Crown tells sex assault trial Eric Salvail's testimony 'implausible and incoherent'

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MONTREAL — Eric Salvail's testimony was "implausible and incoherent" and should be rejected entirely, the Crown said Thursday, as closing arguments at the ex-TV host's sex assault trial wrapped up in Montreal.

"You should not retain anything from what he said," prosecutor Amelie Rivard told Quebec court Judge Alexandre Dalmau, adding that Salvail lied to give himself a false positive image. Dalmau said he will deliver a verdict Dec. 18.

Salvail, 51, is on trial for sexual assault, harassment and unlawful confinement in connection with events alleged to have occurred between April and October 1993 involving former co-worker Donald Duguay, who has agreed to be identified publicly. 

Duguay accused Salvail of months of unwanted advances and harassment, and said the ex-host confined him in a bathroom at Radio-Canada and assaulted him.

Rivard said Duguay's testimony was composed, detailed and believable. While she acknowledged some small "irregularities" in the complainant's statements, she said they only concerned peripheral elements.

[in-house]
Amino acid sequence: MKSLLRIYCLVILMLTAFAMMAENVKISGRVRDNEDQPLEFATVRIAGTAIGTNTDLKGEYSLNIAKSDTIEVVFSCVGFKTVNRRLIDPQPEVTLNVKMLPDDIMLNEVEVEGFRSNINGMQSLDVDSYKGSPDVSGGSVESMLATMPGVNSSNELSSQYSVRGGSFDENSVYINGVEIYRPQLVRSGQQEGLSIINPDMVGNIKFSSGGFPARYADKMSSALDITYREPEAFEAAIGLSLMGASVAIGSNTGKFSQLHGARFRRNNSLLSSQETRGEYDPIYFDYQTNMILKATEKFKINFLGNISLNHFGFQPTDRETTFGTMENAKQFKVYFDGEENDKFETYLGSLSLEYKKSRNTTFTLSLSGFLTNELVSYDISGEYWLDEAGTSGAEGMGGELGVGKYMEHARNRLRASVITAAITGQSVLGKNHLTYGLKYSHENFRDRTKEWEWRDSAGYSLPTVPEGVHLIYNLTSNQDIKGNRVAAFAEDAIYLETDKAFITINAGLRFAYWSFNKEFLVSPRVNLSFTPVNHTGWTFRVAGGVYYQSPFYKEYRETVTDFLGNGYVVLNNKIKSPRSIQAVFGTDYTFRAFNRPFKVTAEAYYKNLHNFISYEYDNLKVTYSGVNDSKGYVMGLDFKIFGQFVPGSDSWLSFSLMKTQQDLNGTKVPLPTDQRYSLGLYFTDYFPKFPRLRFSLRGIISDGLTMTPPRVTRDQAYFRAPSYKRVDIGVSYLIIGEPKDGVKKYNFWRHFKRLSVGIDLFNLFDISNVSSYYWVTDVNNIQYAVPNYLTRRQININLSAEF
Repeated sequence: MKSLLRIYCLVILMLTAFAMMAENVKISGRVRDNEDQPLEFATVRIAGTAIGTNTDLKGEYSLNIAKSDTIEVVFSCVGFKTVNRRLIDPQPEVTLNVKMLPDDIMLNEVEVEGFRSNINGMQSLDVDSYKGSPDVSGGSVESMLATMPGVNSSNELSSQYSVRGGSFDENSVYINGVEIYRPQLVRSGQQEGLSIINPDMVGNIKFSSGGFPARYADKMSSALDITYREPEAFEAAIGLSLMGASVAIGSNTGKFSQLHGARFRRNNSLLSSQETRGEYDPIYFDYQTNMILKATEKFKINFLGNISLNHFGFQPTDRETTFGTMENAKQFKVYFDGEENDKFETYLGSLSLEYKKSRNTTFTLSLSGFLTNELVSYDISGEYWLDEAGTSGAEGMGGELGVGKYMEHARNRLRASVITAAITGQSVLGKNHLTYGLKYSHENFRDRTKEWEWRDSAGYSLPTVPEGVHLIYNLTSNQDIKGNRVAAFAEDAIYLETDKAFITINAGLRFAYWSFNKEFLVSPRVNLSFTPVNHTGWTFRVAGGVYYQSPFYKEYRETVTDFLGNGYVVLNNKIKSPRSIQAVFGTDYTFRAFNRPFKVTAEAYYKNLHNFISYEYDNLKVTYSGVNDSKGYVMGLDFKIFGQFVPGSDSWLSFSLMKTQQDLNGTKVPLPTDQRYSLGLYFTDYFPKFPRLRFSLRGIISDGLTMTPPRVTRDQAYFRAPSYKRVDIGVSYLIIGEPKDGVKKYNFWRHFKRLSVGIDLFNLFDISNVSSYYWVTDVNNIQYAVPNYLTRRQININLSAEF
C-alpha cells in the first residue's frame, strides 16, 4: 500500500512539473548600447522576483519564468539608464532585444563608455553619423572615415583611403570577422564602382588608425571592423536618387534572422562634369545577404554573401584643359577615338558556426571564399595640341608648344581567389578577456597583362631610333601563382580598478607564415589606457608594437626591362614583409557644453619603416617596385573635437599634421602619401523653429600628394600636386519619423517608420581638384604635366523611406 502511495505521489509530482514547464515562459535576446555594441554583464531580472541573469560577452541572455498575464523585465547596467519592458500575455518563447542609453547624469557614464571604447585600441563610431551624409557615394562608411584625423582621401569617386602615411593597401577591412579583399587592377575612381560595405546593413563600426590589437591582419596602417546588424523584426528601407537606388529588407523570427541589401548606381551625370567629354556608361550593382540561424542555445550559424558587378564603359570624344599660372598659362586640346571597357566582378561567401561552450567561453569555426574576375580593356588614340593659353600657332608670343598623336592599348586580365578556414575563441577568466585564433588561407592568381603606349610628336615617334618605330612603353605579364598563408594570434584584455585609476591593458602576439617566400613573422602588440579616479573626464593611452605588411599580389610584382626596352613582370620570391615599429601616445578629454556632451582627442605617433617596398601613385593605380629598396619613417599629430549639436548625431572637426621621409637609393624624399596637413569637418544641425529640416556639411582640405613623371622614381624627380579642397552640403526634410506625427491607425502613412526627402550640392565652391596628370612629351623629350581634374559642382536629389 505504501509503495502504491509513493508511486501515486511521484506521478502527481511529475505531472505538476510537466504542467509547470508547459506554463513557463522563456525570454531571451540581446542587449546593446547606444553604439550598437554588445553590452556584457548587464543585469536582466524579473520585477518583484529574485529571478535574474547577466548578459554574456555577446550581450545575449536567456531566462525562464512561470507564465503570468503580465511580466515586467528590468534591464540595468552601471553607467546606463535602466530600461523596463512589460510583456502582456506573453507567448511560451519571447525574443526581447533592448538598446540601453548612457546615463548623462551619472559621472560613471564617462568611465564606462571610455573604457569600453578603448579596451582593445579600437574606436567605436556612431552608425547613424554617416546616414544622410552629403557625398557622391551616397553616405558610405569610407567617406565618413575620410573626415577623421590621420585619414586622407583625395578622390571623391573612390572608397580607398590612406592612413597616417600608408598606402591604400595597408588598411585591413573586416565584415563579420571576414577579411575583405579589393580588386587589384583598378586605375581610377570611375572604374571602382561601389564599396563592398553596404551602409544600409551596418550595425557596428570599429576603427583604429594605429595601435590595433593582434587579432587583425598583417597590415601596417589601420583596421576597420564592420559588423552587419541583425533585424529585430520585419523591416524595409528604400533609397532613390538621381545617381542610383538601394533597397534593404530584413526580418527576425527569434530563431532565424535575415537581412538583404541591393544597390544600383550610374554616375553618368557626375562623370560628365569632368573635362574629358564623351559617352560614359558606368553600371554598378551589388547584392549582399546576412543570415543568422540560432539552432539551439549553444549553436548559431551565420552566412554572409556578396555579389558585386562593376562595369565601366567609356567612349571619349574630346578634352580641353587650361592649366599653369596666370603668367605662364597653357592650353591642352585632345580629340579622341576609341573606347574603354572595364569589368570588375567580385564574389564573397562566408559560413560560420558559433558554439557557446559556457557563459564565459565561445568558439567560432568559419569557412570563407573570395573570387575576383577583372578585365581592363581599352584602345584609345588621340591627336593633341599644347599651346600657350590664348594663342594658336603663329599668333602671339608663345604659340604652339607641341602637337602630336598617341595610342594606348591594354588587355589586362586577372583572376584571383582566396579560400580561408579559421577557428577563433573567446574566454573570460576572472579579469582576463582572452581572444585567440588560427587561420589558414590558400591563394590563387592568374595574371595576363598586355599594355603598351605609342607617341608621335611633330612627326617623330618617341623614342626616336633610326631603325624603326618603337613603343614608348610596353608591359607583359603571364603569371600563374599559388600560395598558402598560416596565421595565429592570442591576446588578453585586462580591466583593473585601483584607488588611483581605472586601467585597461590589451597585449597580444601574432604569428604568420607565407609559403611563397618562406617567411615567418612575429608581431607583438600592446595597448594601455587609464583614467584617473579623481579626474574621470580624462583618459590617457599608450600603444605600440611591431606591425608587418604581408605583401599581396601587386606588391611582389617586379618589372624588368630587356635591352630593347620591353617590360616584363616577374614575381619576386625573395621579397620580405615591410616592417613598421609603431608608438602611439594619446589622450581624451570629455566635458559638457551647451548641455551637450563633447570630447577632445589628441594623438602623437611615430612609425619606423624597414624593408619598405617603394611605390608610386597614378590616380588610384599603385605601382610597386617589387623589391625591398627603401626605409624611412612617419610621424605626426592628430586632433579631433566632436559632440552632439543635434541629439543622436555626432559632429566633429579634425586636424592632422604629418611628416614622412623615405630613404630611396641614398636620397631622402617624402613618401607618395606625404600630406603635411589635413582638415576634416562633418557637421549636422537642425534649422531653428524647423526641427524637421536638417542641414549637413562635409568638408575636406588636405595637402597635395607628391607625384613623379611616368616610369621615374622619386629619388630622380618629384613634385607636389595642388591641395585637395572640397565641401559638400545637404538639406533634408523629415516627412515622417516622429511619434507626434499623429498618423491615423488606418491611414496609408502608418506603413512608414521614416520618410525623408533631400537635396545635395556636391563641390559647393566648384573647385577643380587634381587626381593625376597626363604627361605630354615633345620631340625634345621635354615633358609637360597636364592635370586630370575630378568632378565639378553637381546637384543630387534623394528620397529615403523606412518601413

The prosecutor said three of Salvail's former colleagues gave statements to police accusing the fallen TV star of unwanted sexual touching, of making inappropriate comments and of exposing himself on one occasion. Given these accounts, Rivard said, Salvail's claim that he would never harass anyone at work "is completely non-credible."

During his closing arguments on Wednesday, Salvail's lawyer painted Duguay as the person who could not be trusted and as someone who is capable of lying, spreading falsehoods and even perjury. Michel Massicotte told Dalmau that Salvail must benefit from reasonable doubt and be acquitted. 

On the stand, Salvail denied all the accusations against him, and claimed he had stopped working at Radio-Canada several months before the alleged bathroom assault.

Rivard, however, said Salvail had still worked for another show at the network, and that he had admitted during his testimony to having returned to the building to see friends and to attend production meetings.

This report by The Canadian Press was first published Nov 12, 2020.

Stephanie Marin, The Canadian Press